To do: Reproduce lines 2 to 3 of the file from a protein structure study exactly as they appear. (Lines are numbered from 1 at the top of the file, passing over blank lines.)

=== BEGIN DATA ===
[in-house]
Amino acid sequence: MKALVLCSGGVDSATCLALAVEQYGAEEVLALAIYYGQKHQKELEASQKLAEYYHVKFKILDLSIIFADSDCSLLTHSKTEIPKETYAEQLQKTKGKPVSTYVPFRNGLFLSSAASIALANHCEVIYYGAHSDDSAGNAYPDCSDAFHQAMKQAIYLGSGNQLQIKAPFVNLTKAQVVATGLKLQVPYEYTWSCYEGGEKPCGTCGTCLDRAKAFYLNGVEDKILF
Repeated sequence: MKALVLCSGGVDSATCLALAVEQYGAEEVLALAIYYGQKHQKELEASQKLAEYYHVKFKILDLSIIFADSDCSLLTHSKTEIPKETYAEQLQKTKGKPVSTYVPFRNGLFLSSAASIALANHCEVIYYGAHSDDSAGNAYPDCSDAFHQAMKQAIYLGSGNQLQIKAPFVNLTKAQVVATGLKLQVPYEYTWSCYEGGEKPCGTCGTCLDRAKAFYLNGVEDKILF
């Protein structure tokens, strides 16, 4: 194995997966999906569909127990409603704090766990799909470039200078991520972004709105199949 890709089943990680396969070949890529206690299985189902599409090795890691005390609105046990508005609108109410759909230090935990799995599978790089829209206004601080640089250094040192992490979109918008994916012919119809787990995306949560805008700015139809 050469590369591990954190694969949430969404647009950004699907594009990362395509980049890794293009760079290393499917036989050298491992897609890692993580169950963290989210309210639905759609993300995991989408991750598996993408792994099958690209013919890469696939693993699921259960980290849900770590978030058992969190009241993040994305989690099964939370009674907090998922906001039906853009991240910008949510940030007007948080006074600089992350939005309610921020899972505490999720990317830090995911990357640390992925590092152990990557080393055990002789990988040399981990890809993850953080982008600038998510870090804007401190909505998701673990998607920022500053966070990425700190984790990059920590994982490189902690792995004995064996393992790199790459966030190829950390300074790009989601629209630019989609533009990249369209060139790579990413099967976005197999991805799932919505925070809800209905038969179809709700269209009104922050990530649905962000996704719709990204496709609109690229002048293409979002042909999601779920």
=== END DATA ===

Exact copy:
Amino acid sequence: MKALVLCSGGVDSATCLALAVEQYGAEEVLALAIYYGQKHQKELEASQKLAEYYHVKFKILDLSIIFADSDCSLLTHSKTEIPKETYAEQLQKTKGKPVSTYVPFRNGLFLSSAASIALANHCEVIYYGAHSDDSAGNAYPDCSDAFHQAMKQAIYLGSGNQLQIKAPFVNLTKAQVVATGLKLQVPYEYTWSCYEGGEKPCGTCGTCLDRAKAFYLNGVEDKILF
Repeated sequence: MKALVLCSGGVDSATCLALAVEQYGAEEVLALAIYYGQKHQKELEASQKLAEYYHVKFKILDLSIIFADSDCSLLTHSKTEIPKETYAEQLQKTKGKPVSTYVPFRNGLFLSSAASIALANHCEVIYYGAHSDDSAGNAYPDCSDAFHQAMKQAIYLGSGNQLQIKAPFVNLTKAQVVATGLKLQVPYEYTWSCYEGGEKPCGTCGTCLDRAKAFYLNGVEDKILF